Darryl Pinckney remembers Elizabeth Hardwick’s portrait of Billie Holiday, which first appeared in the March 4, 1976 issue of The New York Review, and later as a chapter in her book of autobiographical fiction, Sleepless Nights.
When Elizabeth Hardwick was in New York in the 1940s, practically everybody called her Lizzie. Harry May called her Elizabeth. They’d been in graduate school together at Columbia. He’d dropped out before her. They’d found each other again after her husband, Robert Lowell, left in 1970. Lizzie said that Harry used to say his ambition was to sink into the lower classes and that was what he’d done, living out his life among railroad men in Virginia, in love with them. I think of 1975 and remember a tall, silver haired gentleman. I’m like you, he said, I think Elizabeth is the bee’s knees. Harry, she said, and blew a kiss across the room.
She had a way of dusting off a record on the backside of her skirt. I could not learn the box step, but Harry guided her around her living room, and when they broke apart, they were inclined toward each other, bent at the waist, dropping into easy recall of the dance moves of their era. They cut a rug to Ella and Louis, but when Lizzie dusted off a Billie Holiday record, she sat and concentrated, even on up tempo numbers, often with her chin in her palm and her elbow atop her crossed leg. Louis Armstrong taught everyone how to sing behind the beat, she said. She liked Billie Holiday’s early recordings, from 1935, say, but it was the Billie Holiday of the 1940s whom Lizzie preferred. Those were the years of Lizzie’s independent life in New York, of clubs on West 52nd Street and romances. I once brought her a record of Billie Holiday’s late sessions and she made me turn it off right away, the sound of what to her was a ruined voice was too painful.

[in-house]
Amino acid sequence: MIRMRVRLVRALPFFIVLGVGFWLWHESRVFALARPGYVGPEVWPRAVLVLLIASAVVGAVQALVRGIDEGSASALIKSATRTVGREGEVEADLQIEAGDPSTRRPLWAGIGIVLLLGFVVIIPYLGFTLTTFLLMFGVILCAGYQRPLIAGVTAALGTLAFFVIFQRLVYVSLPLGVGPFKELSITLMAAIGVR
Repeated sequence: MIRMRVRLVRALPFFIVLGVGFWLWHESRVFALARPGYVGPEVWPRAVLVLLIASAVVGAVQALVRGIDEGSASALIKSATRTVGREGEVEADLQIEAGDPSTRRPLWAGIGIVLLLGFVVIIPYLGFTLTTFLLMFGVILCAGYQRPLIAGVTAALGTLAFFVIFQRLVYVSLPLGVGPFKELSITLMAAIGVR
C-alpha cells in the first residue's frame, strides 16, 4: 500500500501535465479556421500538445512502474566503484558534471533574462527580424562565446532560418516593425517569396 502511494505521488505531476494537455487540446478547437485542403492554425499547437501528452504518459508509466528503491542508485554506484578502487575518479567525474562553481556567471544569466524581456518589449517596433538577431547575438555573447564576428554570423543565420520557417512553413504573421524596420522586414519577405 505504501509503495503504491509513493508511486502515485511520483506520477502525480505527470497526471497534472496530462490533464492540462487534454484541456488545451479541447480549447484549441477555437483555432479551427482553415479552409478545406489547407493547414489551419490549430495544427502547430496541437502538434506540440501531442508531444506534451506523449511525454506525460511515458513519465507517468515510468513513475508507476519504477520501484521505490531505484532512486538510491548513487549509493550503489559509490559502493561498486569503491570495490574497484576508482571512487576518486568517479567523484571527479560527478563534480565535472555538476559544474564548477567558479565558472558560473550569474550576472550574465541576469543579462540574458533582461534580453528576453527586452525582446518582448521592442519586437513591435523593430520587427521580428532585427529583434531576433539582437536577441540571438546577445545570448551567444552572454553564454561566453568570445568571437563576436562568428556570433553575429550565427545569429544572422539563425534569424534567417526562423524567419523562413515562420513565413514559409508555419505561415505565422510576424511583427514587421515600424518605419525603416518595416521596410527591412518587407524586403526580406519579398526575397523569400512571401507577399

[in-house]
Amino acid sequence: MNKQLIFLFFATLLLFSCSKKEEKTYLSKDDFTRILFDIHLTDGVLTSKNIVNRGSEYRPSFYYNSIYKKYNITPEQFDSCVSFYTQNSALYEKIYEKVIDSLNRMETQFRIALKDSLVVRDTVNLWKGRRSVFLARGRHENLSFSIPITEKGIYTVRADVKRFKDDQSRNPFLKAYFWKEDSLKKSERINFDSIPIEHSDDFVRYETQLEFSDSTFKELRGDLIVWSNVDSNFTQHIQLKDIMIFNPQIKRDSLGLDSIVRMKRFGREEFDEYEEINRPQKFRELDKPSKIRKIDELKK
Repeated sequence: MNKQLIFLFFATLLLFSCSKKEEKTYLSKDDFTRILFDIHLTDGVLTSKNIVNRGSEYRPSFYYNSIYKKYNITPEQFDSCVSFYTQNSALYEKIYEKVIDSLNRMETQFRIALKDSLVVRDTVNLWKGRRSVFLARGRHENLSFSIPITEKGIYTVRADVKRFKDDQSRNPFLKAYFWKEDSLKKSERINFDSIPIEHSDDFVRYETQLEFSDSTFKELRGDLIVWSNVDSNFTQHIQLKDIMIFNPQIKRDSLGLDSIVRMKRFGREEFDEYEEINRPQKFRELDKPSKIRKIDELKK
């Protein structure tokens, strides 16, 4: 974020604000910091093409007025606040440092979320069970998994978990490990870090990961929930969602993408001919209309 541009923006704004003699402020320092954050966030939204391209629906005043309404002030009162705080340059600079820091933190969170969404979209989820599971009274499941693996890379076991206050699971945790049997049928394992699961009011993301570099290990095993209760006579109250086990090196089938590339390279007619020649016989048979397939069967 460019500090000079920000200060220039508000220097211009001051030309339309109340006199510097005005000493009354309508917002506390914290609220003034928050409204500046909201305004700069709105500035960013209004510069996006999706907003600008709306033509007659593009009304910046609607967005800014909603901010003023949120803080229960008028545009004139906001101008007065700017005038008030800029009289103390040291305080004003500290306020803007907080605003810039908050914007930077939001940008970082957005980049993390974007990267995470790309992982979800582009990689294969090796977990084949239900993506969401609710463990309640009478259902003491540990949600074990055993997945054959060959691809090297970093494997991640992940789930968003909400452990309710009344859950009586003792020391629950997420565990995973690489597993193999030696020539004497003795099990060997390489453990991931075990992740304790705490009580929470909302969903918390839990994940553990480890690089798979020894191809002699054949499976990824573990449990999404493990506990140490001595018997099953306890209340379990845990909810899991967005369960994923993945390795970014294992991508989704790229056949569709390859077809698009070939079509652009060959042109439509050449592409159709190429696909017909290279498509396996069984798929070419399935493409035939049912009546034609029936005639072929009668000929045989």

She told me that in her back-when she and a friend used to search through boxes in record stores until their fingers bled and, lo, there that detail was in 1976, in the manuscript of the Billie Holiday chapter of Sleepless Nights, as well as other things she’d said, like how their hearts pounded when they with their pale faces went up to see the great singer in Harlem. She was writing fiction about her life, not autobiography, yet the emotional truth of her experiences was important and sometimes to remember consoled. Another classmate, Greer Johnson, not Harry May, was the model for J. in that chapter. Johnson had been her roommate in the Hotel Schuyler on 45th street. J. is something of a fairy and longs for the love of what she calls a normal man. I argued, but she insisted that that was true to his psychology, his vintage.
Lizzie really minded the sentimentality going around then, the 1970s, about Billie Holiday as a woman who’d lived her songs, the whole Lady Sings the Blues thing. In her portrait of Billie Holiday, she wanted to evoke a singularly conscious individual, someone who had worked to perfect her art, a singer who knew what she was doing, a supreme musician. She also wanted to get across the tremendous force and sophistication of Billie Holiday’s character, her willfulness, and the size her alcohol and heroin addictions had to become in order for them to cut her down. Billie Holiday was nobody’s victim and held no one responsible for her choices. The bizarre deity—she adored Baudelaire’s phrase about his brown-skinned mistress.
Once, completely blotto, I read aloud Frank O’Hara’s ‘The Day Lady Died,’ and Lizzie said that Cal liked for her to play her jazz records, but he didn’t really get them. Their daughter Harriet did. Lizzie said that you can listen to opera by yourself, but not certain kinds of jazz. You had to have someone with you when you listened to Billie Holiday, for instance. Otherwise, you might kill yourself. But then you might want to shoot yourself if you were listening with the wrong person, so why not have another.